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Digital Archive International History Declassified

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  • May 21, 1947

    Letter from Homi Bhabha to Council of Scientific and Industrial Research Director Shanti Swaroop Bhatnagar

    A letter from Dr. Bhabha to Dr. Bhatnager arguing for the establishment and a small experimental pile of fissile material and its benefits, including operational and training experience

  • May 28, 1948

    Council of Scientific and Industrial Research Director Shanti Swaroop Bhatnagar to Bhabha

    A letter from S.S. Bhatnagar to Dr. Bhabha informing him of the creation of a Ministry of Scientific Research.

  • September 22, 1954

    Rajya Sabha Q&A on the Disarmament of Conventional or Atomic Weapons

    Transcript of questions and answers between members of the Rajya Sabha and the Deputy Minister for External Affairs, Shri ANil K. Chanda, on whether or not India will present before the United Nations Disarmament Commission.

  • May 16, 1956

    Bhabha and Jawaharlal Nehru Correspondence on Indian Nuclear History

    A series of letters between Dr. Bhabha and Prime Minister Jawaharlal Nehru covering a wide range of subjects, including the appropriate venues to voice opinions, the status of the Colaba site, meeting with the Pakistan Association for the Advancement of Science, and issues with coordination between the Ministry of Natural Resources and the Ministry of Education on scientific research and education. Also includes a copy of a letter from The Tokyo Shimbun requesting Dr. Bhabha’s presence at a forum discussing the justifiability of American hydrogen bomb tests in the Pacific.

  • May 31, 1957

    Department of State Office of Intelligence Research, 'OIR Contribution to NIE 100-6-57: Nuclear Weapons Production by Fourth Countries – Likelihood and Consequences'

    This lengthy report was State Department Bureau of Intelligence and Research's contribution to the first National Intelligence Estimate on the nuclear proliferation, NIE 100-6-57. Written at a time when the United States, the Soviet Union, and the United Kingdom were the only nuclear weapons states, the “Fourth Country” problem referred to the probability that some unspecified country, whether France or China, was likely to be the next nuclear weapons state. Enclosed with letter from Helmut Sonnenfeldt, Division of Research for USSR and Western Europe, to Roger Mateson, 4 June 1957, Secret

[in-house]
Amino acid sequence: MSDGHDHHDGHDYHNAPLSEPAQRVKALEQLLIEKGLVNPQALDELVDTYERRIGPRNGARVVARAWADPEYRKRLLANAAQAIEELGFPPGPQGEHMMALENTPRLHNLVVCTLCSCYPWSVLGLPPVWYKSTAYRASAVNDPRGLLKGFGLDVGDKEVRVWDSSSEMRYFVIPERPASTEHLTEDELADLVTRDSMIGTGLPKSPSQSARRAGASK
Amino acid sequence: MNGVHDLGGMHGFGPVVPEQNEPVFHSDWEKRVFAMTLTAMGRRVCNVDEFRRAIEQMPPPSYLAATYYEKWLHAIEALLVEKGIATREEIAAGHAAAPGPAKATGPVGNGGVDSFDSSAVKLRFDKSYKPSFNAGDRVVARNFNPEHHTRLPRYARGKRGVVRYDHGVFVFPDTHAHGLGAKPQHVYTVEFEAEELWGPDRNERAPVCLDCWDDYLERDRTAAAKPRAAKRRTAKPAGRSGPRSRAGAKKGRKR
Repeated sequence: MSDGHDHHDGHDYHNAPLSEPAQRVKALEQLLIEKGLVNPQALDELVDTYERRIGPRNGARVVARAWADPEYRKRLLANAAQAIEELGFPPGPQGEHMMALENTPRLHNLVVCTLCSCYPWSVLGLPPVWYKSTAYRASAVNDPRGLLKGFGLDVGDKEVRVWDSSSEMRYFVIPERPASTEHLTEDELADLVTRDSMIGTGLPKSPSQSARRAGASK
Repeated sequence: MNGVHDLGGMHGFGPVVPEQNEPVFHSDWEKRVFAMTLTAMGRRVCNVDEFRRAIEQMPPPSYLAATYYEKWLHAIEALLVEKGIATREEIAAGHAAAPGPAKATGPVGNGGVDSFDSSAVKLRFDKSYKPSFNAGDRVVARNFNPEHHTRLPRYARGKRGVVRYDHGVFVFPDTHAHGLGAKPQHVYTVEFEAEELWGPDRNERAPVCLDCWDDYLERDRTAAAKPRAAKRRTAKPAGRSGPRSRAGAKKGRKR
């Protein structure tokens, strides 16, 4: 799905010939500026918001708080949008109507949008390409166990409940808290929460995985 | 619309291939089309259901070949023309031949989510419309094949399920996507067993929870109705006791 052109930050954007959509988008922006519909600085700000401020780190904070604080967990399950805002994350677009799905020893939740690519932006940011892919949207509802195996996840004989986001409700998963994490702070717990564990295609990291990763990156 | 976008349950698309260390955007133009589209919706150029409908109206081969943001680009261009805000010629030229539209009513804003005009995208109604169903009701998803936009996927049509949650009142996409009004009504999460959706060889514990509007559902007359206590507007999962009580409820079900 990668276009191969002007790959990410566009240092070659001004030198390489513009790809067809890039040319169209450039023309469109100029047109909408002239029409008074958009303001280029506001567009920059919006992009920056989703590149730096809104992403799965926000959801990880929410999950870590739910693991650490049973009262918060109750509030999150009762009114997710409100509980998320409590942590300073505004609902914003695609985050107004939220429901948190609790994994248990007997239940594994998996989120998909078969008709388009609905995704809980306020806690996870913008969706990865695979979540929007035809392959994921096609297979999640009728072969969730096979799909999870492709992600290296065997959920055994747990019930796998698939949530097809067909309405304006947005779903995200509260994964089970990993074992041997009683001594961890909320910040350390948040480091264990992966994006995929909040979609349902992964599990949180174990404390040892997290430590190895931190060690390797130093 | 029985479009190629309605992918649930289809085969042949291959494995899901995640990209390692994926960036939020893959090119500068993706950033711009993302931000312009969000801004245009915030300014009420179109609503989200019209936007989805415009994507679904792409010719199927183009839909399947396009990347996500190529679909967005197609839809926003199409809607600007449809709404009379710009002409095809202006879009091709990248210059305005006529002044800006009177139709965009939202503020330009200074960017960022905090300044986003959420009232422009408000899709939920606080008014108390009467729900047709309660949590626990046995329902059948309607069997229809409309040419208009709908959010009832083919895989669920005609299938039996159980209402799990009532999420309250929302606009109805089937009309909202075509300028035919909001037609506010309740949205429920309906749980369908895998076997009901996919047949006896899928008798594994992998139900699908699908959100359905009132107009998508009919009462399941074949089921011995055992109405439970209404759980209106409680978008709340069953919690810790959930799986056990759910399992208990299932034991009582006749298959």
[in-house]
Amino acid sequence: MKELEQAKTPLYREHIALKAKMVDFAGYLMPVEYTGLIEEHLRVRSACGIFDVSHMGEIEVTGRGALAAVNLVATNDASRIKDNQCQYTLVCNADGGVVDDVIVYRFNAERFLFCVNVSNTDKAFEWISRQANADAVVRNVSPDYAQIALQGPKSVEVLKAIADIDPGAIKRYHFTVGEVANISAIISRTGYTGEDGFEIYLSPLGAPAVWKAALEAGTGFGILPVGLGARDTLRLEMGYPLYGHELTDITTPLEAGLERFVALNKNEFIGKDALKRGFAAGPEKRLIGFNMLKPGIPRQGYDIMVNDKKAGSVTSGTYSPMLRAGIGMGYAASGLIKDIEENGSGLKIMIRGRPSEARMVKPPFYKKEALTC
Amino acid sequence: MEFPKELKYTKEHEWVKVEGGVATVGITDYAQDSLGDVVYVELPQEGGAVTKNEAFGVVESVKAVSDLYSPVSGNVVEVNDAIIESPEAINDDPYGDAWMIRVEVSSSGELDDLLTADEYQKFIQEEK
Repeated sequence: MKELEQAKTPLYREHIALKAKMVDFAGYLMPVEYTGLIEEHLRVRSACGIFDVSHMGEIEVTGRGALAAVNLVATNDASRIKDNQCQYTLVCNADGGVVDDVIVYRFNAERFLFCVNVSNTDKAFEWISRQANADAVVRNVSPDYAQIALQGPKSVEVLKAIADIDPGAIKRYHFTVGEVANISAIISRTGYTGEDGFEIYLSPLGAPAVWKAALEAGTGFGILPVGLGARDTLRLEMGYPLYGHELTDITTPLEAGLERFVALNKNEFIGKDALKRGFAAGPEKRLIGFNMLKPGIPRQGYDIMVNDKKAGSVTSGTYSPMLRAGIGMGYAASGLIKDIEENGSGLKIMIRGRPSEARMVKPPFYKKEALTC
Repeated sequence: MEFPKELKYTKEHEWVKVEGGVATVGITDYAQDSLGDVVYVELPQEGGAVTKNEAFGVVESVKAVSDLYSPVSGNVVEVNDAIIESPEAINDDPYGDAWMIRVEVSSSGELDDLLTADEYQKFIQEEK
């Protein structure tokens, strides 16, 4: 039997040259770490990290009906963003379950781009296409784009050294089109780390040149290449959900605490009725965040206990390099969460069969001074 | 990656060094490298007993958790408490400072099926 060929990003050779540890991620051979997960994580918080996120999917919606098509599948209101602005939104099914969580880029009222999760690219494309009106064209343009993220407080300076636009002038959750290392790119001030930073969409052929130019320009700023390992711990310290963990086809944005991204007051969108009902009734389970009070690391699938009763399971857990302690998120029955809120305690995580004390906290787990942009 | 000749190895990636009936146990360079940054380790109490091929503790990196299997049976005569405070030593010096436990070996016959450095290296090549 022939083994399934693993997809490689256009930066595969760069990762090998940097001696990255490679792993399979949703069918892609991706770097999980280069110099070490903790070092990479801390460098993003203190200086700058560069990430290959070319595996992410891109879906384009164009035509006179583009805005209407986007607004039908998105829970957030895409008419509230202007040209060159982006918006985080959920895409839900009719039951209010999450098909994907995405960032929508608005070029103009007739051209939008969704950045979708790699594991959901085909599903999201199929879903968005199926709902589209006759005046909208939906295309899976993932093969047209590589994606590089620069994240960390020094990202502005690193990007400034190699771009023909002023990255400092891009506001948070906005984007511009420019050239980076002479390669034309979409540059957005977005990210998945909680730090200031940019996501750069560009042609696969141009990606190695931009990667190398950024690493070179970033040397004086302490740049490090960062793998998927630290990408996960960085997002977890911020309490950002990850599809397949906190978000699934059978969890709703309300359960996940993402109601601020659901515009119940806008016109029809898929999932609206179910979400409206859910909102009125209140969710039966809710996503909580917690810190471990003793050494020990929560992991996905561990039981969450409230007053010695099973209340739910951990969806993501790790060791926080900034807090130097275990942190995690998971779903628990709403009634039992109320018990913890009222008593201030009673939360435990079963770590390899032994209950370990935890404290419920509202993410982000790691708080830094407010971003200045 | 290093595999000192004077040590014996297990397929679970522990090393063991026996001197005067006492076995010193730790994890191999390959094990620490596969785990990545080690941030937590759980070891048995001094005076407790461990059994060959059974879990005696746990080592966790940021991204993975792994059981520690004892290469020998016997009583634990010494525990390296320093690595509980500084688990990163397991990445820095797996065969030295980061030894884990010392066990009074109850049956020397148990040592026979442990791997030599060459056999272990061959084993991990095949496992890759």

• September 02, 1960

    Note, Homi Bhabha to Shri Y. D. Gundevia

    Homi Bhabha writes to Prime Minister Nehru about India's international status as a country possessing a plutonium plant but not a nuclear weapons program.

  • April 25, 1962

    Rajya Sabha Q&A on the Export of Nuclear Weapons and Proliferation

    Transcript of questions and answers between members of the Rajya Sabha and the Minister of State in the Ministry of External Affairs, Shrimati Lakshmi Menon, on the Indian government's opposition to United States export of nuclear weapons.

  • May 11, 1962

    Lakshmi Menon's Statement Before Rajya Sabha on the Swedish Resolution on Non-Dissemination of Nuclear Weapons

    Transcription of Lakshmi Menon's statement on the Swedish Resolution on Non-Dissemination of Nuclear Weapons and India's position on the resolution.

  • August 02, 1963

    Letter, Homi Bhabhi to Jawaharlal Nehru

    Homi Bhabha writes to Prime Minister Nehru to convey that the Chinese nuclear test will be of no military significance and Chinese possession of a few bombs will not make any difference to the military situation. In order to counter the Chinese bomb’s psychological-political impact, Dr. Bhabha argues that India needs to be in a position to produce the bomb within few months.

  • April 13, 1964

    Note, Homi Bhabha to Shri Lal Bahadur Shastri

    In a note to Shri Lal Shastri, Homi Bhaba attached the Sunday Telegraph article, which claims that India could make an atomic bomb if she wanted to. Since there are no evidences of Indian manufacturing of atomic weapons, Dr. Bhaba wanted to know if the country should contradict the article or simple remain quiet.

  • April 23, 1964

    Letter from Thomas Hughes, Director, Office of Intelligence and Research, Department of State, to Director of Central Intelligence John McCone